In 1806 Scott retired with a baronetcy. The corporation candidates were Robarts and Col. Bromley, for whom Lord Somers obtained the blessing of the Grenville ministry, which proved ‘very useful’. The third man, William Gordon, a London Portuguese merchant, fared badly on the independent interest and gave up after three days; but Bromley’s lavish entertainment of the electors encouraged him to petition against the return and this alarmed Bromley into resignation before the petition was decided on by the House. William Smith* was pressed by his Whig friends to replace Bromley, but declined. Gordon had meanwhile approached the Treasury with an offer to support the government if they backed him, and on the proviso of Smith’s withdrawal his offer was accepted. His opponent John Attersoll, on whose behalf the county Member Lyttelton and others approached the Treasury, was therefore too late. Gordon defeated him in the by-election and an electors’ petition against the return was not followed up.4 No opposition materialized at the general election of 1807, when Attersoll decided not to renew his candidature and looked elsewhere for a seat. A claim that he was allied with Robarts had been contradicted and he took credit for not convulsing the city with ‘party spirit’.5

By September 1811 the Whig freemen were in pursuit of a candidate. Henry Brougham* hesitated for fear of the expense, which he estimated as at least £1,500, and because he was subsequently led to understand that Bromley was their choice. Bromley did not persevere and Brougham was tempted by a second invitation, being promised dissenting support and that of the Birmingham freemen. But it was too late for a reliable Whig substitute when Henry Stephen Fox, Lord Ilchester’s heir, volunteered in September 1812. On 30 Sept. Viscount Deerhurst, whose father Lord Coventry was recorder of Worcester, was proposed on the ‘popular interest’. He was defeated by the sitting Members, though Gordon’s canvass had to be conducted by his father-in-law in his absence abroad and Deerhurst tried to label him a stranger.6 He certainly did better than Gordon among resident voters.

On Robarts’s death in 1816, Deerhurst again came forward. Lady Holland wrote, 3 Dec.:

Worcester may be gained for very little, they say as little as £1,200, but we want candidates and money: there is I fear a possibility of Mr Baring standing. Lord Deerhurst is very odious and disliked in the town from his low profligacy and debauchery and any person would succeed against him.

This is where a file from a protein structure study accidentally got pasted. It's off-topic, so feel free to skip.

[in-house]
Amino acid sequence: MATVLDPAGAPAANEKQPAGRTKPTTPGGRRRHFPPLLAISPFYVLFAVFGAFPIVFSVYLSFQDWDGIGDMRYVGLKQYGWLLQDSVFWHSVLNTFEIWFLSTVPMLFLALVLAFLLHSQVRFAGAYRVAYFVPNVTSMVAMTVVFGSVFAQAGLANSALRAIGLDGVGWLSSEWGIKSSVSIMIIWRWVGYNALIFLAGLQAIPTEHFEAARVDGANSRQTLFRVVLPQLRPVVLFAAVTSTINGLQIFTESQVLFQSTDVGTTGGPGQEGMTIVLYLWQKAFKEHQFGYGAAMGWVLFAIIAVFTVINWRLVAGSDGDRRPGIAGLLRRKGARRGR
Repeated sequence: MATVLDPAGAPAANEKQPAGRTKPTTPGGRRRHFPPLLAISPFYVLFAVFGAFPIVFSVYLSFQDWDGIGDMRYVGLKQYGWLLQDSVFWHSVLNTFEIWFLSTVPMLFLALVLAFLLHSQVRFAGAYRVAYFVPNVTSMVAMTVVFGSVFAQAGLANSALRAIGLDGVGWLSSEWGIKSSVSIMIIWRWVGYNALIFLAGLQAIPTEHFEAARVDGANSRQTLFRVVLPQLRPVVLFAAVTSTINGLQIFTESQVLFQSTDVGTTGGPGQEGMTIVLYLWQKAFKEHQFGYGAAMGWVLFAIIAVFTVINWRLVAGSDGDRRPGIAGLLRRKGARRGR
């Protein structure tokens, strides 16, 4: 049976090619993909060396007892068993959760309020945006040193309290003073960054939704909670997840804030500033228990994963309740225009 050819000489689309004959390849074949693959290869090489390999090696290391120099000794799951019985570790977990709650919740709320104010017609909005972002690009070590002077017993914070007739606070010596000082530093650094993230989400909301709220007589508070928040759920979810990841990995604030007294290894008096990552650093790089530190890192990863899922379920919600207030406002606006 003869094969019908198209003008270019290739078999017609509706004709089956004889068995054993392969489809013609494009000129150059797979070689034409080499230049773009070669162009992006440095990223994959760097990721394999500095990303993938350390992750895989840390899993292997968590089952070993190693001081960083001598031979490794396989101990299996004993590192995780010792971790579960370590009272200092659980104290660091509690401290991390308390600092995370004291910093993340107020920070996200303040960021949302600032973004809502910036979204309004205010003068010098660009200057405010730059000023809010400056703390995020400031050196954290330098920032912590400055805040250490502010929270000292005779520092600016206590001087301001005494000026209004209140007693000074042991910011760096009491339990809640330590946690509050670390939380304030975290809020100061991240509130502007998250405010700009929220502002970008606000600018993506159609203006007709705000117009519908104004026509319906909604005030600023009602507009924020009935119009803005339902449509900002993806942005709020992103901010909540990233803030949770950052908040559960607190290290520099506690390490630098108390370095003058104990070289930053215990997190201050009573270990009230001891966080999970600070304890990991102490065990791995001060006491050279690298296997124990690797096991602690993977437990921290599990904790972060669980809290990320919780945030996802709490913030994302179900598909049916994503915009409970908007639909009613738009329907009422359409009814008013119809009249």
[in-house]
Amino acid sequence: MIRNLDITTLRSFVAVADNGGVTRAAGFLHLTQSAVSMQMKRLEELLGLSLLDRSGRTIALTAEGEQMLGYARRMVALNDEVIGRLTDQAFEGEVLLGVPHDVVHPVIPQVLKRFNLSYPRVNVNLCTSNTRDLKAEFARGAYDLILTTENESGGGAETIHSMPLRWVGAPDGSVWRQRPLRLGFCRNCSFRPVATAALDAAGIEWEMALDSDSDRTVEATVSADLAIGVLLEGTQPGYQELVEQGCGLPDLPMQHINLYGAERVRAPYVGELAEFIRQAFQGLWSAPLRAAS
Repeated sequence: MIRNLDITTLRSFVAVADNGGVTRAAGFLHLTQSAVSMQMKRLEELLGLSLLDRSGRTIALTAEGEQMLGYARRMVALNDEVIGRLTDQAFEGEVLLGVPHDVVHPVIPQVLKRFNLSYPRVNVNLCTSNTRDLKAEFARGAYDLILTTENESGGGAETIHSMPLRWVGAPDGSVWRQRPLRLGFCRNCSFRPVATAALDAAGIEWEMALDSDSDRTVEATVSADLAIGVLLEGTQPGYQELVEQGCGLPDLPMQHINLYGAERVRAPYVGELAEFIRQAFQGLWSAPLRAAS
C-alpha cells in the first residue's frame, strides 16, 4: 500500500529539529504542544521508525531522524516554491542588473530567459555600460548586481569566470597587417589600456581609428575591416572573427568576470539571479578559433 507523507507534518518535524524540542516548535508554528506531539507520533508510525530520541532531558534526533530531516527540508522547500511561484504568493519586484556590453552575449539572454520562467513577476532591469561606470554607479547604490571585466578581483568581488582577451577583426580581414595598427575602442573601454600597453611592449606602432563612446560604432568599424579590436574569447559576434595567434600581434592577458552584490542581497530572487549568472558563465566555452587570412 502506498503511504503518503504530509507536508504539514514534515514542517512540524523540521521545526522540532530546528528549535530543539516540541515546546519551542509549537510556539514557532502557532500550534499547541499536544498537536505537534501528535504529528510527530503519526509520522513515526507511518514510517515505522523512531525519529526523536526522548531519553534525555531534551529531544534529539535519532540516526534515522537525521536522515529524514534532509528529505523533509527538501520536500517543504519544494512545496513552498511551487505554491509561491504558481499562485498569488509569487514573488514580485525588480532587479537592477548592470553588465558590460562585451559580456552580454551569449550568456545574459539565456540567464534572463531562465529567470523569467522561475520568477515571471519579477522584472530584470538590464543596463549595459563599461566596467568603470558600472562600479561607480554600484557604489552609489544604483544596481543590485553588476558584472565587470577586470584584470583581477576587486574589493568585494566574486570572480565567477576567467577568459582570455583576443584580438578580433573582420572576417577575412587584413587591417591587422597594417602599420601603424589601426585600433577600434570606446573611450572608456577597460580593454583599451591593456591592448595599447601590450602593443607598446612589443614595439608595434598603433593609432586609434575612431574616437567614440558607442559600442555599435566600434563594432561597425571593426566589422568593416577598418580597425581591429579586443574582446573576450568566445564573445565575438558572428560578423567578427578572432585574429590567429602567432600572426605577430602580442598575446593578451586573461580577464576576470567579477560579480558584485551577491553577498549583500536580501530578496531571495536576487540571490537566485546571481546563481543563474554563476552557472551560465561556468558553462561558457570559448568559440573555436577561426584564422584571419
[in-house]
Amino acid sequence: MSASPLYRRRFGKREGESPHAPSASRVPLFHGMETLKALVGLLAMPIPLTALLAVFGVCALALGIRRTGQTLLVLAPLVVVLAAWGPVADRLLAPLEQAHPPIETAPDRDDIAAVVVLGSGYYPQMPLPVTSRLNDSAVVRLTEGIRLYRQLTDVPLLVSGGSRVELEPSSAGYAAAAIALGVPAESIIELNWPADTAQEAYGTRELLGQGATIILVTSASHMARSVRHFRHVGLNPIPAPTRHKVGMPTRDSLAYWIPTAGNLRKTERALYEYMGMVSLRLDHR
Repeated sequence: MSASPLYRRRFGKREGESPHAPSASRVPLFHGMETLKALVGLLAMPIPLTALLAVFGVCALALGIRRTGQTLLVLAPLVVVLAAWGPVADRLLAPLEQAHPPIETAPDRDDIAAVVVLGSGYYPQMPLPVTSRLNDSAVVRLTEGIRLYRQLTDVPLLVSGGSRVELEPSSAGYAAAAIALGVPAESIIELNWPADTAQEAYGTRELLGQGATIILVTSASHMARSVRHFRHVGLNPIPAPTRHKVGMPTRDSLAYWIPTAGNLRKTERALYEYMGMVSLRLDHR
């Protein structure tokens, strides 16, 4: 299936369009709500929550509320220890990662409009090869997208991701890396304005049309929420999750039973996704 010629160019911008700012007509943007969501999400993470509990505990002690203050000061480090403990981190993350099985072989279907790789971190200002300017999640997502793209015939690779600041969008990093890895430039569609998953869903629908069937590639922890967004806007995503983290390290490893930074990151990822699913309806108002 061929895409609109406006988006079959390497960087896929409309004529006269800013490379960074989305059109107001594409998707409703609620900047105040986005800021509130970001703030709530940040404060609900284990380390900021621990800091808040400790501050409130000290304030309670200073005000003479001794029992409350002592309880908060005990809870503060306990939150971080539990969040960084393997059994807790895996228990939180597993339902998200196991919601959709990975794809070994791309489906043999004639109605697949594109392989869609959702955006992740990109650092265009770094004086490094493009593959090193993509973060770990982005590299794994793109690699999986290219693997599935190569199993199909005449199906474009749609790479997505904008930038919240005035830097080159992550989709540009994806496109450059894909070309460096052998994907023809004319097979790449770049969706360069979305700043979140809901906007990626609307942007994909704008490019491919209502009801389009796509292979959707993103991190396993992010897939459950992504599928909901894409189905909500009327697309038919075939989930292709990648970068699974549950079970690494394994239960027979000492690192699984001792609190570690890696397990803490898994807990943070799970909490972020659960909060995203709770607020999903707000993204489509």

Three days later she reported, ‘By compromise Lord Deerhurst will come in for Worcester, but Mr Baring certainly at the general election, as Gordon cannot stand’.7

Gordon was in financial difficulties and had spent much of the Parliament in Spain. In December 1817 he promised to vacate his seat if further absence became necessary. Robarts’s eldest son Abraham Wildey Robarts* had been interested in replacing him but disliked the expense of a contest to do so, and when Gordon and a third man with a local following, Col. Davies, persevered, Robarts discreetly withdrew. Davies canvassed in February 1818 and Gordon in March, followed by Deerhurst. A record poll of 1,963 voters in eight days ensued. Gordon was visibly the weak candidate on every front and Deerhurst and Davies secured a majority of the split votes, though the latter was ‘less friendly to administration’ than Gordon. The Treasury admitted the loss of a supporter. A petition against Davies’s return failed and another against Deerhurst, alleging that his agent Nathaniel Mence had offered half a guinea to married freemen and seven shillings to bachelors in January 1818, and that he had paid admission fees for 120 freemen and rewarded others for ‘election assistance’, was declared ‘frivolous and vexatious’.8

Authors: M. J. Williams / R. G. Thorne


  • 1. PRO 30/8/151, ff. 89, 91; 154, f. 294; 179, ff. 255, 257; Worcester Jnl. 5 Mar. 1789, 1 July 1790.
  • 2. Salopian Jnl. 3 Feb.; Morning Chron. 25 May, 1796; CJ, lii. 46, 97.
  • 3. The Times, 27 Nov. 1801, 7, 8, 10, 12 July 1802; Salopian Jnl. 14 July; Worcester Jnl. 15, 22 July 1802.
  • 4. Oxf. Jnl. 25 Oct., 1 Nov.; Fortescue mss, Somers to Grenville, 1 Dec. 1806; CJ, lxii. 21, 93, 258; Fremantle mss, box 44(8), Fremantle to Lyttelton, 28 July 1807.
  • 5. Morning Chron. 5, 9 May; Hereford Jnl. 13 May 1807.
  • 6. Add. 51561, Brougham to Holland, 8 Oct.; Brougham mss 2029, 4615, 18062; Brougham to Grey, 6 Sept. [13 Oct.] 1811, [18 Sept. 1812]; Worcester Jnl. 1, 7, 8, 15 Oct. 1812.
  • 7. Add. 51644, Lady Holland to Horner, 3, 6 Dec. 1816.
  • 8. Worcs. RO, Lechmere mss, Robarts to Lechmere, 16, 31 Dec. [1817]; Worcester Jnl. 5, 26 Feb., 26 Mar., 2, 9 Apr., 21 May, 11, 18, 25 June 1818; Add. 38458, f. 269; The Late Elections (1818), 412; CJ, lxxiv. 61, 72, 259, 260.